Discussion in 'Corals' started by biodarwin, Apr 26, 2009.
Went to my first club meeting / swap today and picked up some pretty cool stuff!
Very nice looking lobo, nephthia and zoas Bio. Great pick ups!
Nice. That nephthia is supposed to be extinct in the wild.
Great first meeting! Local clubs are great.
Really? I hadnt heard that bobby!
Yeah. Do a goole search. They're SAID to be extinct in the wild. There might be some out there, but so far they have died off and the only know ones are in our tanks. I would love to get my hands on a frag, but they're kinda hard to find and a little pricey.
Here is a link to one for sale. Read what it says about it under the pic.
Wow I wish I wouldve known that when I got my live rock! Jimmy, the guy I purchased it from, had a piece of it that took up 1/4 of his 180.
and we arent replacing them in the wild where they used to be why?
Prolly because they would die, the same reason that they arent there now.
My guess would be if they already died off they would just die again. I think there are plans to try, but I don't know when. I think garf said they planned on trying to replace them.
Great grabs Bio.
I'd heard that nepthia was endangered,but hadnt heard anything about them being extinct in the wild.
Guess I need to grab a frag from the store tomorrow.We've got a colony of it in the 380 thats huge.Were all the time fragging it.
O.K. sorry guys bout the question, but i'm confused:12:...I thought the nepthia and kenya tree were the same coral, just different names??? My lfs had it listed as a nepthia when I bought one, did research on it, found out thru research and from this forum that it was a kenya weed, so I got rid of it.
"The Kenya Tree Coral, also referred to as a Cauliflower Soft Coral, Nephthea, or Nephthya, is similar to the members of both the Litophytonand Nephthea genera. It lives in a wide range of the Indo-Pacific. It has a thick trunk, like a tree, and many branches giving it an arboreal appearance."
Is this the same coral as the endangered one or a totally different one?
I won a couple frags of what looks like the same coral at a meeting last fall. I gave one away recently to another club member. I just figured it was a some kind of green leather. Our local club members tend to be very generous with sharing frags either at no or little cost. I just picked up a pink and purple birds nest for $10 from a club member.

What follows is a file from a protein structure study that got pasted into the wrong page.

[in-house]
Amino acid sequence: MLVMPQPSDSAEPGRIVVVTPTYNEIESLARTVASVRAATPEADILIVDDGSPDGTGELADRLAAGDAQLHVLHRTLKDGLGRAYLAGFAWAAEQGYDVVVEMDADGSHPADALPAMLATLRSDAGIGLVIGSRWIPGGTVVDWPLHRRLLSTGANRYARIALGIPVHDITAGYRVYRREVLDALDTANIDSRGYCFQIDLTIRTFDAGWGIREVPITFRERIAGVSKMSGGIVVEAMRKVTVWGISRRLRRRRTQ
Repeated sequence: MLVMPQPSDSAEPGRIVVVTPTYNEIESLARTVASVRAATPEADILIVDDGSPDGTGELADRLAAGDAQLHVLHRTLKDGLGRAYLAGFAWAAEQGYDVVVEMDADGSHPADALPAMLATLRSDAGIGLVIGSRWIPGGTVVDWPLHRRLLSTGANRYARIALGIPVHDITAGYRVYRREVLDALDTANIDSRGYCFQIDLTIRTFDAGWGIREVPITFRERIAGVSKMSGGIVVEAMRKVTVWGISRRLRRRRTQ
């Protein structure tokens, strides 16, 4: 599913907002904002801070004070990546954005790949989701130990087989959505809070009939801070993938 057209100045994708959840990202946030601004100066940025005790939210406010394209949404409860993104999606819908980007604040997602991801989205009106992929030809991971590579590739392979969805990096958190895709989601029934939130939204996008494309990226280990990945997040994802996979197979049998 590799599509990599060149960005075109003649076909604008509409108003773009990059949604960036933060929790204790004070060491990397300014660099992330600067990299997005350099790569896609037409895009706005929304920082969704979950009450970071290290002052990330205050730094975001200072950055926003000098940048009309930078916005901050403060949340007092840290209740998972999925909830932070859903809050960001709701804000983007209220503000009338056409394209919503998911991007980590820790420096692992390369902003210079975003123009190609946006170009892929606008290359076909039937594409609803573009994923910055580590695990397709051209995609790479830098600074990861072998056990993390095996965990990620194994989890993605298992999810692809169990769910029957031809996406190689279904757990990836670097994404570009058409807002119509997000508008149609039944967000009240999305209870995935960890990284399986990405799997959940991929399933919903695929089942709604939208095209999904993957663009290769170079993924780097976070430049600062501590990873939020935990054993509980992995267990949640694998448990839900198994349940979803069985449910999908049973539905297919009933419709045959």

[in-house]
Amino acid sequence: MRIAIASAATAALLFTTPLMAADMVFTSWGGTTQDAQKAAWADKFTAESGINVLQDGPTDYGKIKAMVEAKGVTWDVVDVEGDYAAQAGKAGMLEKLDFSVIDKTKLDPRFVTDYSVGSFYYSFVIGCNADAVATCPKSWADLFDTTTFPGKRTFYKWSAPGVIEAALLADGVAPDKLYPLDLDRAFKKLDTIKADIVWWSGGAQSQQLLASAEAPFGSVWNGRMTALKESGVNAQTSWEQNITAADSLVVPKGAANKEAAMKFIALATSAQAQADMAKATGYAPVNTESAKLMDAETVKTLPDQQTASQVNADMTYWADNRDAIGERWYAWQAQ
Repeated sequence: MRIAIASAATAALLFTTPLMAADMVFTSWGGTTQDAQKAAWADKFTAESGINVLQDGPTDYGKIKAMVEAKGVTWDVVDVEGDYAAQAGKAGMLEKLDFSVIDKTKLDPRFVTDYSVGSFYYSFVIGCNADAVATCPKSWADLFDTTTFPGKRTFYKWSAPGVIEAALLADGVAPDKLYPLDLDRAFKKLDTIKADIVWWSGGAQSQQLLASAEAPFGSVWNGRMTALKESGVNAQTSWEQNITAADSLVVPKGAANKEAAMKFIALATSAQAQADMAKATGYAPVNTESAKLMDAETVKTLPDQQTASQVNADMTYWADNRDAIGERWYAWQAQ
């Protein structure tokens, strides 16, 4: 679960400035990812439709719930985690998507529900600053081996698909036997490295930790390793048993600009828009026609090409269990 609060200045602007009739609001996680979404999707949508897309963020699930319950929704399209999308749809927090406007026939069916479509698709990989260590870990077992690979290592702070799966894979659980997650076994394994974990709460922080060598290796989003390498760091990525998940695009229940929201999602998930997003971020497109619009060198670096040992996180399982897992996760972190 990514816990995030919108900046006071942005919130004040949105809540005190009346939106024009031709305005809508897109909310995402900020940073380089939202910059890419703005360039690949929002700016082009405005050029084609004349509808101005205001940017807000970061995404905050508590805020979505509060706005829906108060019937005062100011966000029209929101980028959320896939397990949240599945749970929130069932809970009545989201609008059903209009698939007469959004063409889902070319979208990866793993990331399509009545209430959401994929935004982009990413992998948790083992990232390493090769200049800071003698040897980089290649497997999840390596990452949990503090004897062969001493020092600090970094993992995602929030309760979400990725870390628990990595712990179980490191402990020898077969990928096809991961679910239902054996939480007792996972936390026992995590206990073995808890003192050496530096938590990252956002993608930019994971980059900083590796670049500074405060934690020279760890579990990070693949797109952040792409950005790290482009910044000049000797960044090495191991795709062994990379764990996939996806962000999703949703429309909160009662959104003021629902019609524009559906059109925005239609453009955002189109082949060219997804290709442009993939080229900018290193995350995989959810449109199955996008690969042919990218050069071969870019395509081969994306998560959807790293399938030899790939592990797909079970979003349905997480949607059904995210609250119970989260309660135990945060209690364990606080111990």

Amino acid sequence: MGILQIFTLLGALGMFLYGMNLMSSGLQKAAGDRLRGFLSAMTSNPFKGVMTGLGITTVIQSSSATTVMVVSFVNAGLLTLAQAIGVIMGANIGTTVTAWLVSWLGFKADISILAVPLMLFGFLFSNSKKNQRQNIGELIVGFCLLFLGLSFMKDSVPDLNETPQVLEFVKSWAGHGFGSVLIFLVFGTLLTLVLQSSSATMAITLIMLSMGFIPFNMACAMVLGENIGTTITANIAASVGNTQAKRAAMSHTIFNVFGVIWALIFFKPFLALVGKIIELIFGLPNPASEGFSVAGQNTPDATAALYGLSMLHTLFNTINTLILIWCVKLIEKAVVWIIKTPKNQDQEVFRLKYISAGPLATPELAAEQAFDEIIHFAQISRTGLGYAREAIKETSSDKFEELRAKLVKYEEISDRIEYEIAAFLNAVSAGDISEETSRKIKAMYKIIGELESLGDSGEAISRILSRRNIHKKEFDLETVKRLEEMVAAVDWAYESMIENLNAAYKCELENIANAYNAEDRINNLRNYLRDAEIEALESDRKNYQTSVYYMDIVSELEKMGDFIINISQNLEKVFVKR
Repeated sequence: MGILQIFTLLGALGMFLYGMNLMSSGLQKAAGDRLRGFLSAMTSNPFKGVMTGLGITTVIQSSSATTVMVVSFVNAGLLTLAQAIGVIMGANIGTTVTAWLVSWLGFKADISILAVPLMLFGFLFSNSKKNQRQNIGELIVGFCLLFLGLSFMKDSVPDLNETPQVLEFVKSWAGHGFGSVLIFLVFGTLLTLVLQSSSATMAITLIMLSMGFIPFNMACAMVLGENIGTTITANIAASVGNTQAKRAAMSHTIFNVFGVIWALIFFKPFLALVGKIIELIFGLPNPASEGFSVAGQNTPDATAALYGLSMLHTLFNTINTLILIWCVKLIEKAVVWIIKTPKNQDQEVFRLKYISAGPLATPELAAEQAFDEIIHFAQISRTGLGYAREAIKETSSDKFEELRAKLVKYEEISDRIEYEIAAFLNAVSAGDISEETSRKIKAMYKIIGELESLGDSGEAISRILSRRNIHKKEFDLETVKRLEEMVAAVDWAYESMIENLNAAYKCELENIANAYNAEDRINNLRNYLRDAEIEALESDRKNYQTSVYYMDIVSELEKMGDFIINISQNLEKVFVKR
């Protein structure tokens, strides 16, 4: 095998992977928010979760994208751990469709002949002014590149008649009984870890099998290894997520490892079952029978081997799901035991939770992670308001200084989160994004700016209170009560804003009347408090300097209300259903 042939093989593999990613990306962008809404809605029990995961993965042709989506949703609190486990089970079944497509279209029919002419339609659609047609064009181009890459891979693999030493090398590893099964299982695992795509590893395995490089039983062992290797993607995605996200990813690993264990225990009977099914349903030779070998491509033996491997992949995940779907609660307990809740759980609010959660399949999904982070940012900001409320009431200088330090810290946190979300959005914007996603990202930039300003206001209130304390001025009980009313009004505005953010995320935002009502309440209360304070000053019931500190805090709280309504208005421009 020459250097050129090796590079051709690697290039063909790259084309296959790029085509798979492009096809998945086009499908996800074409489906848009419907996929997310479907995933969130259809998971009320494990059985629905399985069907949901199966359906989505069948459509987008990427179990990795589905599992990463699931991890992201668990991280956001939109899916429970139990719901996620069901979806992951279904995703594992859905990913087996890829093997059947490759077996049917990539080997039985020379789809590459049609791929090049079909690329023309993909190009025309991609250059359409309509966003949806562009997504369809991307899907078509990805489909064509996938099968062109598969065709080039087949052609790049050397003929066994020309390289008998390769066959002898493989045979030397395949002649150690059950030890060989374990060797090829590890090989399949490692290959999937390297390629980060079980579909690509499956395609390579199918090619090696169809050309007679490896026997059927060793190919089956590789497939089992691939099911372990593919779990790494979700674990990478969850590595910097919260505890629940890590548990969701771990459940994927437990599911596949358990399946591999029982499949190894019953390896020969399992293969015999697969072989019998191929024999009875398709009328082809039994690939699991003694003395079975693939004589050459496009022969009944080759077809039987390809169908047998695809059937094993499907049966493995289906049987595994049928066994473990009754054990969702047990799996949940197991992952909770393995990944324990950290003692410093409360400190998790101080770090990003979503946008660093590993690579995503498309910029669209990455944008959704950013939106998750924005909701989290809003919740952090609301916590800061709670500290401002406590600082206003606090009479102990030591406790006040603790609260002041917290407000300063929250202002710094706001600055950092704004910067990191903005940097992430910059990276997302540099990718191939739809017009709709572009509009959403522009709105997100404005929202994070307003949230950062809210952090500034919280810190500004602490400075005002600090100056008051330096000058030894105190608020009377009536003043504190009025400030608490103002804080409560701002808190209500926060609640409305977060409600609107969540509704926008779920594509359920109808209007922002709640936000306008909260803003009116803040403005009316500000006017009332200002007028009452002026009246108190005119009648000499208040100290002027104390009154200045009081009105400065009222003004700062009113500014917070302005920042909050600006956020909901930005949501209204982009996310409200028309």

TBH I had no idea that it was rare or endangered. It just popped in the tank at the LFS. The owner of the LFS took it out of his own personal tank to sell/trade at the swap. I absolutely love the colors. That last picture of zoanthids definitely surprised me the most. Once they fully opened up they "glow" under the actnics.
Thanks for all of the comments and I will everyone know when the nepthia will be ready to frag!
Local club meetings are great. You can always find nice stuff and good deals.
The nepthea that's supposedly extinct is from Palau. There are probably 100's of different types of nepthea/sinularia. I can't remember what the exact process is to tell them apart, but you have to take a slice and dissolve it in an acid then compare the strands that are left. Then it gets real technical...lol.
They say the Palau neptha is a glowing green. This has been in my system about 18 yrs. Who knows.............
Kenya Trees have larger polyps and extend larger but they are closely related.
ccCapt is right on. There are many many species of nepthea. One is considered extinct, and others are considered endangered. Like he said too, if you get a green nepthia, it's impossible to tell what species you have exactly. You will have no idea if it's one of the extinct, endangered or totally common ones. They are pretty much indistinguishable by the eye, and their differences are at the molecular level. So good luck telling them apart unless you work in a biology lab!
I think that website selling them as "extinct in the wild" probably has no way to back that claim up. How do they know that's the one? It could be any of a hundred other species instead.
Kenya trees look similar, but are a different color than neptheas. They are related, but are by no means rare.
I thought it was the lime green one. I didn't know there were different ones that green.
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